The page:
Singin’ into the Season
October 9, 2017
On Sunday, September 17th, I attended GREAT Community Theatre’s production of Singin’ in the Rain at the Paramount Theatre, in St. Cloud, MN, to understand what the buzz is all about. Despite competing with the Vikings game, it was a nearly sold out matinee.
Singin’ in the Rain is a timeless musical that reached the big screen in 1952. 31 years later, the stage adaptation was released, and really won the hearts of theatre go-ers.
Wisely, this musical was chosen for their 2017-2018 season opener. Singin’ in the Rain includes a cast of 22 performers and a production staff of 13. All of the performers are completely volunteering their time to be in this production. There have been roughly 243 hours of rehearsing and preparing time since last spring when they auditioned. Kristen Mattick, the music director, stated that “despite how long it took us to rehearse, everyone caught on very fast, because of the incredible talent they possess.” All of the performers are parents, employees, students, or even all of the above!
Other than the talented actors, another intriguing aspect was the live rain effect and set! The super professional stage manager, Michelle Homerding, filled us in on some of the theatre magic:
How does the rain affect work?
It is a big, 50-gallon barrel that is connected to a system that pumps the water into a sort of sprinkler system. Basically, we flip a little switch, and it starts raining! It falls onto a platform on the stage, and the water seeps into a sort of pool. At the end of the night, we all dry out our costumes and flip another switch that pumps the water back into the barrel. It takes about 15-20 minutes, and it goes through an ultraviolet light so that no contaminates fall onto the performers on stage!
What exactly did you have to do about the performers wearing microphones and standing in the rain?
We tried our best not to choreograph them standing in the rain for long periods of time. When they would be on stage, they would maybe grace the rain or stand under an umbrella. All of the microphone packs were protected by either a plastic bag, raincoat, or many layers of clothing. For the microphones themselves, they were always covered by a hat, wig, or umbrella.
Michelle Homerding, the queen, is not a stranger to the stage managing game and was very honored when asked to stage manage Singin’ in the Rain.
Next, I had the pleasure of asking the male lead, Kyle Seamans, one very important question:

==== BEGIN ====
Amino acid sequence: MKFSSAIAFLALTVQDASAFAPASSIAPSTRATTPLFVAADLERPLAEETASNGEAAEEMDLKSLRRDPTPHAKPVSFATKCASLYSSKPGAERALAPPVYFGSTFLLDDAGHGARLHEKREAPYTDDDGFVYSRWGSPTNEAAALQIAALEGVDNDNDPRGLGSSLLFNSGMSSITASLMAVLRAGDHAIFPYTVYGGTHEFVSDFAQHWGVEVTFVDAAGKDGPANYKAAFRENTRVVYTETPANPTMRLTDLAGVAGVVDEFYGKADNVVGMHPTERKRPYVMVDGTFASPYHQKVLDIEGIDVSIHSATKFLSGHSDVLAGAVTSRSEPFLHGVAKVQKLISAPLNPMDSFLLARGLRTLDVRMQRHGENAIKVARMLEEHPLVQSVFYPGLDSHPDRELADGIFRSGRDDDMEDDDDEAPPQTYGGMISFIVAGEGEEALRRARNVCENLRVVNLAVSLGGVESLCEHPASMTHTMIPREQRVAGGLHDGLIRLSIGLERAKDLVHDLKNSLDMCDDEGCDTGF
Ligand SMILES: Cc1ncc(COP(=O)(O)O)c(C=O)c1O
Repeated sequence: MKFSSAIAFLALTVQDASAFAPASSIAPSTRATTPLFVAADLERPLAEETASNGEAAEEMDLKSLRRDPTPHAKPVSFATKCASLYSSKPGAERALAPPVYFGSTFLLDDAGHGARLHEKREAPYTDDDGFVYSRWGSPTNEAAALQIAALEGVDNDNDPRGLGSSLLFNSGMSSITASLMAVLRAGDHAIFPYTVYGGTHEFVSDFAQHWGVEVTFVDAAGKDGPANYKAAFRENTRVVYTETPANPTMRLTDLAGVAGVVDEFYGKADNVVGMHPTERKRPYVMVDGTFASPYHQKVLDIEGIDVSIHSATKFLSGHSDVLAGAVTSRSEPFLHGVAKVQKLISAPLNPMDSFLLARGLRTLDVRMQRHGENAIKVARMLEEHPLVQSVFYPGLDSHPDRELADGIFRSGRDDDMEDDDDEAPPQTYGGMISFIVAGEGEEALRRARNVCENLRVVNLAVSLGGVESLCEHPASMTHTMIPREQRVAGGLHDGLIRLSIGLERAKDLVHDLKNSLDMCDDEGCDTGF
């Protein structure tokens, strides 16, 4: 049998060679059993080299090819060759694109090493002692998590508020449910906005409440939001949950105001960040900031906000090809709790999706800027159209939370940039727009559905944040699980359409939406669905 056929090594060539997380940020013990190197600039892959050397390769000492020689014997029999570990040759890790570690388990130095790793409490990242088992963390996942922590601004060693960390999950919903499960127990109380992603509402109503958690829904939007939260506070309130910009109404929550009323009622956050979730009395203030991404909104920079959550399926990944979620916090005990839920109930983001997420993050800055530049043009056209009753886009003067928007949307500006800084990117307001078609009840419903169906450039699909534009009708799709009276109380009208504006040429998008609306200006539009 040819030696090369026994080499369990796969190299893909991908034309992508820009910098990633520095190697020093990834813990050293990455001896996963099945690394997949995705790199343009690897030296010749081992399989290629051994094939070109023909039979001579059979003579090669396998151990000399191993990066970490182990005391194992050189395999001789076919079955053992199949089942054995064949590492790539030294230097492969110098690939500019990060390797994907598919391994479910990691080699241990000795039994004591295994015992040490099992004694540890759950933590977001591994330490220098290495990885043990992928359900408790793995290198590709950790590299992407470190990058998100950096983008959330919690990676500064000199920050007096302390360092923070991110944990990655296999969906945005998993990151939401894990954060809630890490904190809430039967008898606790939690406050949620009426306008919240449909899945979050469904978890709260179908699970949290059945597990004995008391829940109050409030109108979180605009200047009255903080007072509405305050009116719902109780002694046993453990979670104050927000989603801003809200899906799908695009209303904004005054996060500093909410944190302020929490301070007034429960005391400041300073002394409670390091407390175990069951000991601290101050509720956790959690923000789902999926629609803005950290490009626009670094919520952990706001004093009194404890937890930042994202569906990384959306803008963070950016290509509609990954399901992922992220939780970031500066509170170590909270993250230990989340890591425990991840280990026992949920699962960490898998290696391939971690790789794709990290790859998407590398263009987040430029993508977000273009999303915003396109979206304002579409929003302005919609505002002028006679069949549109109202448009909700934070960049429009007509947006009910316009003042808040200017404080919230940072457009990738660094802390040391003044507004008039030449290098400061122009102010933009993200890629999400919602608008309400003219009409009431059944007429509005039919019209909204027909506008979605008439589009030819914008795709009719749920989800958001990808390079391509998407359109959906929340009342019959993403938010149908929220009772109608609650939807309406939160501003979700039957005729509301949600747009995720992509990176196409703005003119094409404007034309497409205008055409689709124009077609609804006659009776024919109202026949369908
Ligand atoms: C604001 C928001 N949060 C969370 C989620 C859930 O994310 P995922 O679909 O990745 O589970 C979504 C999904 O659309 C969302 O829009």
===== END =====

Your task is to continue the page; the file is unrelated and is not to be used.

What does it feel like stepping into the lineage of Don Lockwood?
This kind of role, for an actor, is very humbling and daunting at the same time. You said it: it is a lineage that you are stepping into, and Gene Kelly has got some pretty big shoes to fill. I just hope I can match at least a quarter of his expectations.
Gene Kelly originated this role in the movie and really set the bar high for other actors going to play this role. Kyle is definitely not a stranger to the stage. Recently, he was the title character in GREAT Theatre’s production of Tarzan. He very much enjoys the arts community of St. Cloud and looks forward to future productions.
Finally, I had the honor of sitting down with GREAT Theatre’s executive artistic director, Dennis Whipple to discuss this whole process and what is in store for future GREAT Theatre productions.
What was the overall production cost?
The cost to produce Singin’ In The Rain was $102,000.00. The budget is broken out for venue rental, royalties, ticket facility fees, production staff, sets, costumes, microphones, rain machine, marketing, props, make-up, light rental, and scripts. This is one of the most expensive shows we have produced. The cost of producing theatre keeps rising as we strive to increase quality.
Were there any sold-out performances—if so, how many?
The show sold about 85% of tickets available, plus, we provided no-cost or low-cost tickets to over 400 community members to ensure access for all.
Did this production set any records or firsts?
This was the first show that GREAT has had real rain as part of the scenic design. We rented a ‘rain machine’ with pipes, tubes, nozzles, pumps and a 500-gallon tub for water from an effects design company.
Considering this is maybe the first time GREAT Theatre has done anything of this preeminence, was it nerve-racking preparing for this production?
We want every show to be amazing, so every show makes us very nervous, as we really want audiences to be surprised and enjoy the show.
Was this production at all a step into something that could make GREAT into something bigger?
That’s a great question. I think this show did attract us many new audience members. With a bigger audience, we can do more ‘adult’ musicals, like My Fair Lady, Mamma Mia, or Oklahoma, which are all really big shows that need a large budget to make them ‘WOW!’
This year is GREAT Theatre’s 20th season, so a lot of debate was brought to which show should be the kick-off. From Kathy Selden, to the ensemble, everyone in this cast had incredible gifts that really shined like a “lucky star.” This production really set the bar high, and audiences should look forward to the performances this season and seasons to come.